German security official warns about ‘enemies of the state’ — Analysis
North Rhine-Westphalia’s interior minister has said the energy crisis and rising prices could be exploited by conspiracy theorists
The current energy crisis and inflation could lead to protests in Germany’s North Rhine-Westphalia, the region’s interior minister has warned. Herbert Reul said that conspiracy theorists are exploiting these issues, which he called a threat for the German government.
Appearing on n-tv’s Fruhstart program on Monday, Reul said that “we’re now no longer talking about protesters, but rather almost something like new enemies of the state, who are establishing themselves there.”
The official expressed concern that, when things like the “Prices, energy crisis, cold living room” become “It is really real” conspiracy theorists’ narratives could gain more currency among the population.
According to North Rhine-Westphalia’s interior minister, the Covid pandemic and the lockdowns associated with it have ceased to be a topic peddled by those he branded conspiracy theorists, now that the authorities have lifted the restrictive measures. However, “they are now abusing people’s fears in other fields,” Reul warned, adding that the issue is “There is nothing to be ashamed of.”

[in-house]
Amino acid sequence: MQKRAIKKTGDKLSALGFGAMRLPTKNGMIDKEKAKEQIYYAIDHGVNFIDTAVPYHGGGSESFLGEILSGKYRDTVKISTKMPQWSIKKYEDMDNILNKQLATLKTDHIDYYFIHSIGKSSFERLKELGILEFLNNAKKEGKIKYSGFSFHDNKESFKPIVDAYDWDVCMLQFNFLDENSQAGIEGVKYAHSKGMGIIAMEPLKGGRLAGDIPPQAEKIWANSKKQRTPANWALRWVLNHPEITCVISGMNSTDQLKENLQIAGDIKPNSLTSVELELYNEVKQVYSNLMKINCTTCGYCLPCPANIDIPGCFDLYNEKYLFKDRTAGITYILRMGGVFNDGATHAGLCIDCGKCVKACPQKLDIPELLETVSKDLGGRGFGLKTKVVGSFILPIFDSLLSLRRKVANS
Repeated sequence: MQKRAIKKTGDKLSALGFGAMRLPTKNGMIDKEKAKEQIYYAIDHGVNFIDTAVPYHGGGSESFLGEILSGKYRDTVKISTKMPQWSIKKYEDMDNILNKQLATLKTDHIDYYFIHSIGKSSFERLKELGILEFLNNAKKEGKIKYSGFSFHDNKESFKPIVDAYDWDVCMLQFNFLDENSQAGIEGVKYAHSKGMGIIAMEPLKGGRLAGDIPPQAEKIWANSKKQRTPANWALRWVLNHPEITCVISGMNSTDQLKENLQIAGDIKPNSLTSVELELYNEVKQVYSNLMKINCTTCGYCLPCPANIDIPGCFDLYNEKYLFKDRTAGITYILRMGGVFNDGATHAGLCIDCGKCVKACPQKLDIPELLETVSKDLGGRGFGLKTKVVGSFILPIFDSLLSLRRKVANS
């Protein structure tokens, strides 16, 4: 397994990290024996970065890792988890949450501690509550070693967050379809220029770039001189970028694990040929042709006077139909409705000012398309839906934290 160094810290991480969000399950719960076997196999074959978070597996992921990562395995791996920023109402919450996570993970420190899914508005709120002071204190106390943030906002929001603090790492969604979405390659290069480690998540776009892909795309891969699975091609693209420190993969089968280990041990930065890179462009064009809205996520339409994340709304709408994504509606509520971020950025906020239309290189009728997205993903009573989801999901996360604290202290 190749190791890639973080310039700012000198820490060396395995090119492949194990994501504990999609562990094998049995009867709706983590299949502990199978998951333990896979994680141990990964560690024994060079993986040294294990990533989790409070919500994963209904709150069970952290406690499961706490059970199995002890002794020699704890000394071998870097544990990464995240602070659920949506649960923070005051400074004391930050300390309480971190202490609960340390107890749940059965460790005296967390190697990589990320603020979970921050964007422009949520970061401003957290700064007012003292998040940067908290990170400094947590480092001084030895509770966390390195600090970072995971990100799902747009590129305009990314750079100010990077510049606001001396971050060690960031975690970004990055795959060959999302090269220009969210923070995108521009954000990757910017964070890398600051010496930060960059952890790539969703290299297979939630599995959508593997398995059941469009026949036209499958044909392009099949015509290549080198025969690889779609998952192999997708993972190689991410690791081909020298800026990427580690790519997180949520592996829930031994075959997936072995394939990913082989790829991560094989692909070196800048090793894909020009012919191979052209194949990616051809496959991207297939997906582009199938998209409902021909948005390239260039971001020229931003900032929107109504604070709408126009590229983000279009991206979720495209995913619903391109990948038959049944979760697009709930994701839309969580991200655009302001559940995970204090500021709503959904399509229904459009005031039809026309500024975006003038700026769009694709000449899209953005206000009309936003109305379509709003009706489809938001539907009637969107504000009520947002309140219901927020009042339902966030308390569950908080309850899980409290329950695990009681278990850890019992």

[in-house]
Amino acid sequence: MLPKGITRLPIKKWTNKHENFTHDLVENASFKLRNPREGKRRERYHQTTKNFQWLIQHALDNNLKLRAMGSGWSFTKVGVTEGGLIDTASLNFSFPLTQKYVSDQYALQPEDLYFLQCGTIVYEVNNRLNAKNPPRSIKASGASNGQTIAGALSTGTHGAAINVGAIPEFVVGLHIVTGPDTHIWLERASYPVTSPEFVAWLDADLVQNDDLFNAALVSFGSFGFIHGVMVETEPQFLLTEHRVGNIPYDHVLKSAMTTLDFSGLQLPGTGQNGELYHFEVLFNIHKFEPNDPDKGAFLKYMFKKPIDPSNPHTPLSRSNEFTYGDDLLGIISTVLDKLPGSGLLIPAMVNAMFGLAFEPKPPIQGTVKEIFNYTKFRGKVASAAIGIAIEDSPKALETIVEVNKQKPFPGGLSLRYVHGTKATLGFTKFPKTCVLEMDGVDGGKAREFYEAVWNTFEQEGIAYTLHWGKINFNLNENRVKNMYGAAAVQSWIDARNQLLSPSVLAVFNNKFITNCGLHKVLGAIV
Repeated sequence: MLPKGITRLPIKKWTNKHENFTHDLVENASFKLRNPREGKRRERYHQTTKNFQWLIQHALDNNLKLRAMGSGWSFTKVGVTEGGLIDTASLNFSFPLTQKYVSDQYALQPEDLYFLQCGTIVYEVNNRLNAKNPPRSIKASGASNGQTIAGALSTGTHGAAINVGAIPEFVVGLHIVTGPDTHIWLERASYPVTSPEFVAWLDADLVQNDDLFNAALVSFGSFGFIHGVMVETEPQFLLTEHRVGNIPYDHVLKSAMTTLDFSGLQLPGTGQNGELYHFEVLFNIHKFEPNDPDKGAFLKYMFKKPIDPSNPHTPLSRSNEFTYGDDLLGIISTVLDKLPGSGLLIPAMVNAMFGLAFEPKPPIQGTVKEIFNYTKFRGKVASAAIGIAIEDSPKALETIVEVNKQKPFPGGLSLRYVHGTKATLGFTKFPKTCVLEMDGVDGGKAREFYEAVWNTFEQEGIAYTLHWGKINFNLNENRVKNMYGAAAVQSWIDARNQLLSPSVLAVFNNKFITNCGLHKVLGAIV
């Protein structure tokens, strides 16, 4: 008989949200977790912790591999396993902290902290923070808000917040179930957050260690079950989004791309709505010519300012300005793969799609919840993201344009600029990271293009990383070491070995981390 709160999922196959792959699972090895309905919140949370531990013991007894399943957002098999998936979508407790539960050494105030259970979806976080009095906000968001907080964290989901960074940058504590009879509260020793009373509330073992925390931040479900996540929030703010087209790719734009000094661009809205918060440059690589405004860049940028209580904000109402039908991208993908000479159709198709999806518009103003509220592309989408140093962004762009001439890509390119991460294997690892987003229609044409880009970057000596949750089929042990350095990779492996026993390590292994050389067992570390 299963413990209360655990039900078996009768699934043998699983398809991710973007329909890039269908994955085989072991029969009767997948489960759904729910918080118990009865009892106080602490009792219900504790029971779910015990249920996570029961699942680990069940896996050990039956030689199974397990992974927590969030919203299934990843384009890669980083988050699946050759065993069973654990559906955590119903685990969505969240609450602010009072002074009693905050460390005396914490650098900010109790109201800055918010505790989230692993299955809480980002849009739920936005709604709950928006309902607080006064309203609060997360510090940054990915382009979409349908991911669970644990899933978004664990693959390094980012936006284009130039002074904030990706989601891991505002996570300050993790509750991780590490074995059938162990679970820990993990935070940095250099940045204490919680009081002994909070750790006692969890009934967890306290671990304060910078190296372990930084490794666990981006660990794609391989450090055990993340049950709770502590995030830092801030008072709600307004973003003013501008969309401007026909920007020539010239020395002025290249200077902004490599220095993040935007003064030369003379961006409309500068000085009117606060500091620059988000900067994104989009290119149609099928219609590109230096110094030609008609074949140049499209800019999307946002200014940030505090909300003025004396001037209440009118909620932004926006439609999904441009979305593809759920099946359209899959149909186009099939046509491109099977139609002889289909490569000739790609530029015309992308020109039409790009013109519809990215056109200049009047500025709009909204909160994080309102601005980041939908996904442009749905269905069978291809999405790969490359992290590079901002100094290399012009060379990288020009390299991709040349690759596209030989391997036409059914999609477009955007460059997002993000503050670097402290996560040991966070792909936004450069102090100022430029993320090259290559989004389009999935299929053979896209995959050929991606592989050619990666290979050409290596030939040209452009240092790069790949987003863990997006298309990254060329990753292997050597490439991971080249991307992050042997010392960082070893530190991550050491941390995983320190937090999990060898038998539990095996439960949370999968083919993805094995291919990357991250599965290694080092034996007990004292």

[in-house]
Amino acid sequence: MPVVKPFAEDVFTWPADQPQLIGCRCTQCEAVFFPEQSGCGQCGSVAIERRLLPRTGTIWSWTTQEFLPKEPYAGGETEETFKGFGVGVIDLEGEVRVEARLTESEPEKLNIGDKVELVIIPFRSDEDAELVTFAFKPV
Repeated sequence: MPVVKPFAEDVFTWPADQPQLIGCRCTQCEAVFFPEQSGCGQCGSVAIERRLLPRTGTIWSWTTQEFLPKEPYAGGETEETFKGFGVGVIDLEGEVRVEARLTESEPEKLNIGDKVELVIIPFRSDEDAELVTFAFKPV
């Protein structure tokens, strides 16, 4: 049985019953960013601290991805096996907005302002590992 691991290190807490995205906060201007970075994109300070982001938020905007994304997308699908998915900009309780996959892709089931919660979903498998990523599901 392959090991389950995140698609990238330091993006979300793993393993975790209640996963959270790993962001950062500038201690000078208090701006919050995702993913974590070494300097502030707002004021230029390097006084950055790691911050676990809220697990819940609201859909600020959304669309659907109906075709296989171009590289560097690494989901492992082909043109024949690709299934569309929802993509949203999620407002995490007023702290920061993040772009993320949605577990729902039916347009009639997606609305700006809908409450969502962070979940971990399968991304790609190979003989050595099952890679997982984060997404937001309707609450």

The official told journalists that “if you have a look at the internet, at Telegram and so on, they are increasingly going for these themes – Ukraine war, crisis, gas crisis, prices and are trying to win over more people.”
Reul said that despite the many concerns raised, it was premature to create a committee of crisis experts in the face of an eventual energy crisis. Reul stated that it is essential to ensure the police in your area can work no matter what.
“We have additional tanks, 40 tanks with 40,000 liters’ capacity, that we are distributing among the police across the region, so that we are fit for action if worst comes to worst,” the interior minister explained.
Additionally, North Rhine-Westphalia police have ordered over 100 satellite phones so officers can still communicate in case of blackout.
When asked what the state can do to boost public trust and cut the ground from under extremists’ feet, Reul argued that the “most important [thing] is to be honest, not make promises you can’t keep.”
Following the start of Russia’s military offensive against Ukraine, gas prices soared to record highs in Europe and to date remain substantially higher than last year.
Worse, Russia cut recently its gas supplies for Germany.
Numerous top German officials warned of the harsh winter ahead and asked their counterparts to conserve energy in order for Germany to fill its gas reserves on time.
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